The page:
Screenshot from ABC Tampa Bay

Archived: Cincinnati Cop on Desk Duty After Calling a Black Woman the N-Word

Dennis Barnette, a white Cincinnati police officer, called a Black woman the “N-word” as he tried to take her into custody at a nightclub. It was recorded on the body camera of another officer at the scene.


Cincinnati Police Chief Eliot Isaac wrote in an email to his supervisor, City Manager Patrick Duhaney, on Wednesday night that Barnette used the racial slur while arresting the woman on Dec. 22, according to The Cincinnati Enquirer. Isaac said that the woman allegedly resisted arrest and pushed the officer. She is facing charges of assaulting an officer.

Isaac said Barnette’s actions toward the woman would not be tolerated.

“This type of behavior is unacceptable and will not be tolerated inside the department,” he said in the email.

Barnette was placed on desk duty and his police powers taken away as an internal investigation takes place. But the Cincinnati branch of the NAACP said that he should be fired.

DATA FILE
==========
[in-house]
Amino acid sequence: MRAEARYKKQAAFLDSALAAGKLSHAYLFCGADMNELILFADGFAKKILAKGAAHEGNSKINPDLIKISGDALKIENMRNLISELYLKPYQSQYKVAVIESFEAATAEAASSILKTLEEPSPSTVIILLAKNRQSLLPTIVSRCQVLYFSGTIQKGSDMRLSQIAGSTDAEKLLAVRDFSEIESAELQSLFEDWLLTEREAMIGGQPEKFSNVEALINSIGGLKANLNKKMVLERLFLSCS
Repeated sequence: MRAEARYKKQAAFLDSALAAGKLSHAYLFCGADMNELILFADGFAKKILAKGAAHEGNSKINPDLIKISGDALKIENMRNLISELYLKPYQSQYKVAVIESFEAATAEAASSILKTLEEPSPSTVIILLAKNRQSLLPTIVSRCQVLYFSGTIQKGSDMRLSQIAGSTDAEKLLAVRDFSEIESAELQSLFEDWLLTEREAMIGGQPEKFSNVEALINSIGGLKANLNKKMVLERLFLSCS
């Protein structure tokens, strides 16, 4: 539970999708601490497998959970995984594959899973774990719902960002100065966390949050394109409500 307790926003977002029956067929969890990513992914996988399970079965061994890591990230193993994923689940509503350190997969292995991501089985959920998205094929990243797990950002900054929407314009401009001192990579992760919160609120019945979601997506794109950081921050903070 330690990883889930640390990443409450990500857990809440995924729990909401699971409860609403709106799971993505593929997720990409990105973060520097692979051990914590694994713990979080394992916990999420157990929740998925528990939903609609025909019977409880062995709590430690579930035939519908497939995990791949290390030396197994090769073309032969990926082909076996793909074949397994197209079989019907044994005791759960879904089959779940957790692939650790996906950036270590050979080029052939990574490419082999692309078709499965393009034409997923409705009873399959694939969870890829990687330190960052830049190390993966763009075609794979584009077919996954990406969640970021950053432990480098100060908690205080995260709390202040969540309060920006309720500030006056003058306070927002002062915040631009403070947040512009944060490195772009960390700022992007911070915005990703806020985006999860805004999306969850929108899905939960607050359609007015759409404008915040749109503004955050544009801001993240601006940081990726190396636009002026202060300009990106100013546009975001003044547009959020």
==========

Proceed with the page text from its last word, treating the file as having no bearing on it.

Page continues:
The organization released the following statement:

“The Cincinnati Branch of the NAACP strongly condemns the racist comment from Cincinnati Police Officer Dennis Barnette while in the performance of his duties he used the N-word directed towards an African American female while responding to a call.

“The use of a racial slur has no place in society, nor working for a police department that claims to be a beacon of bias free policing and accountability. The word used is hateful, and coming from someone with the authority to use deadly force, is dangerous to those whom he is sworn to serve and protect.

“Officer Barnette’s actions disgraced not only him but the department and city that employ him. The tone is set at the top and we expect those in authority to act accordingly and terminate this officer from his position and that he not be allowed to serve as a police officer.”

Yolanda Miller, the mother of the woman who was called the racial slur, is on the executive board of the Cincinnati NAACP.

“He was wrong,” Miller told WPCO. “He does not deserve to be a police officer in Cincinnati, Ohio, but not only in Cincinnati, anywhere, because if that came out with her, it’s in his heart.”

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